How will Brexit impact the fashion world?

Some London designers have already closed their doors due to Brexit [Photo: Reuters]

Many may see the fashion industry as nothing more than a superficial business but it is responsible for almost 900,000 jobs, contributing £28 billion to the UK economy each year.

With 90% of UK designers announcing they voted to remain in the EU, it’s no wonder Brexit has been labelled as the worst thing to happen to the British fashion industry.

As Theresa May triggers Article 50 in a no going back move, the sartorial world is wondering exactly what this significant change will mean for them.

A number of short term benefits were seen straight after the referendum. As the value of the pound dropped to an all-time low, ASOS recorded its biggest sales since the 2015 Black Friday while Burberry reported a huge 30% sales rise thanks to tourists taking advantage of London’s low prices.

However, a significant amount of drawbacks could be on the horizon. The British Fashion Council outlined several areas of concern: trade and investment, talent and skills, and EU funding.

The main impact that will affect the average consumer is a rise in prices. Although luxury goods are now cheaper in the UK than anywhere else, companies may be forced to up their prices to compensate for the weak pound.

High street retailers including Next, M&S and New Look have been hit the hardest by the falling currency due to the majority of their stock being in dollars. In fact, Next has already announced that prices will increase as much as 5% in the next year with experts predicting similar moves by other brands.

Burberry’s sales may have risen after the EU referendum but many fashion brands are struggling [Photo: PA]

All of this economic uncertainty could spell disaster for manufacturing too. The cost of producing and importing clothes is set to jump by a fifth if a hard Brexit goes ahead.

Fashion labels could also face extortionate trade tariffs if the UK fails to come to a suitable trade agreement, again leading to a rise in prices.

Some independent designers have already felt the impact of the referendum vote. Rising costs forced London-based knitwear label Sibling to shutter earlier this month.

One half of the brand, Cozette McCreery, clearly explained the situation Brexit is putting smaller labels in: “We work in an industry with very tight ties and associations with Europe. Many of our suppliers are based in Europe, we sell in Paris, we ship to stores in the EU and beyond, we loan press samples abroad . To us, it made absolutely no sense to vote for leaving.”

“It is making everything more expensive for us with factories and showrooms. One factory owner told me they were concerned [the weak pound] could push design houses into debt and potentially cause closures.”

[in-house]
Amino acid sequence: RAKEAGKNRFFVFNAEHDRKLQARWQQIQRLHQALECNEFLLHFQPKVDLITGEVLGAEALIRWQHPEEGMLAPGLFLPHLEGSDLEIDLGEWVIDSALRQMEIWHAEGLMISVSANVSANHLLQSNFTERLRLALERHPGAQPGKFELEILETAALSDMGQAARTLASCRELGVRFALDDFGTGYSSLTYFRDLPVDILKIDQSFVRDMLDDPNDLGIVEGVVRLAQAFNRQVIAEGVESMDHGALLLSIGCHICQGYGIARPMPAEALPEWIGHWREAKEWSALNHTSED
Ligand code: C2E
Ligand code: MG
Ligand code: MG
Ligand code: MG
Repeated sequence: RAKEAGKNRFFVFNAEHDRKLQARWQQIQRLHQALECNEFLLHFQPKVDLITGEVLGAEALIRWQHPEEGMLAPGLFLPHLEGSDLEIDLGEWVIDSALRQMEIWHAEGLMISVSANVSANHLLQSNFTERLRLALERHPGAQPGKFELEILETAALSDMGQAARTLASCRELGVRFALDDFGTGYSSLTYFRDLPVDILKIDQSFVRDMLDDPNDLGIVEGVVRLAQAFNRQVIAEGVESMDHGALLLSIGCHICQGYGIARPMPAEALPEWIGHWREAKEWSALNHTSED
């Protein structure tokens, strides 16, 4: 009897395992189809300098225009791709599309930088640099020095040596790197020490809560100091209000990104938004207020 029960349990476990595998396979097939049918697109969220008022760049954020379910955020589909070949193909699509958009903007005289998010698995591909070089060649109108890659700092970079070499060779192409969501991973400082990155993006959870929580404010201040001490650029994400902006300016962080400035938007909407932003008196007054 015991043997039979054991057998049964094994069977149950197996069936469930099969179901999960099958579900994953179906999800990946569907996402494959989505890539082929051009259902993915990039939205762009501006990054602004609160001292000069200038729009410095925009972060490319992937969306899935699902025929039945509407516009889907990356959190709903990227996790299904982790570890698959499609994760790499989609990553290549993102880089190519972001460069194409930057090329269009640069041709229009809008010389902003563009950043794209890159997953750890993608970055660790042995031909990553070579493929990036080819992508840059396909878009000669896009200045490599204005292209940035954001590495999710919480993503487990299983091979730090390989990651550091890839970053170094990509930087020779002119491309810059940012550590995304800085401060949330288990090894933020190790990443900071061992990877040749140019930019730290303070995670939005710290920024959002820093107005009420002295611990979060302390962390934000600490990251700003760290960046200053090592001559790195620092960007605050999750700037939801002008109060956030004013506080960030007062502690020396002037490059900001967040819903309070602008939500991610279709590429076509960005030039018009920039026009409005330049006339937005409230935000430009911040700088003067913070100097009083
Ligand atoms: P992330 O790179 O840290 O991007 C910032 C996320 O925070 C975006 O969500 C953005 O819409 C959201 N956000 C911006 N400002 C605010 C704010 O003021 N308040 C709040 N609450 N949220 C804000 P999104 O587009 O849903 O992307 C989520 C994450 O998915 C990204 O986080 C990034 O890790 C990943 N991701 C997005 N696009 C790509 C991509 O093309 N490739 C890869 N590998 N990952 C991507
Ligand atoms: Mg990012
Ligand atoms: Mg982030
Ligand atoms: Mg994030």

Menswear designer Patrick Grant agreed, telling the Financial Times: “Most of our goods are made in the UK but almost all these goods have some component that starts outside the UK. The base cloth of our cotton textiles comes from Italy. That cost has gone up. Technical fabrics and zips come from Italy. The snaps and buttons come from Germany. We might sell a few more because the pound is weaker, but virtually every product will get more expensive to manufacture.”

Reports predict that manufacturing may make a return to the UK but with little to no factories, the time needed to kickstart British production may simply be too long.

ASOS is just one of the major retailers to have a London headquarters [Photo: Reuters]

In a rather brave move, ASOS announced plans to double its UK manufacturing in December. The e-tailer did the complete opposite of British fashion giant Burberry who postponed the building of a new factory in the North.

It’s easy to understand why retailers are reluctant to manufacture (or even attempt to) in Britain. Currently, the majority of raw materials are imported. Certain essential items including zips and denim are not made in the UK with shirts and suits manufacturing being equally non-existent.

Money aside, London’s international reputation as a global fashion hub may also suffer. With fears that London Fashion Week may cease to exist, other institutions (including the BFC and the University of Arts London) are worried about the loss of hundreds of millions in EU funding.

London mayor Sadiq Khan set up the #LondonIsOpen campaign to combat feelings of reluctance, letting the world know that the capital remains open for business and that all are welcome. According to London Fashion Week organisers, it’s working with last season attracting more international interest than any other.

The exact effects Brexit will have on the fashion industry are still unclear. Britain needs the world to remain confident in its retailers in order to avoid economic downturn while continuing to support young talent who will become the industry’s next greatest names.

Let’s hope Theresa May takes fashion into account in her future decisions.

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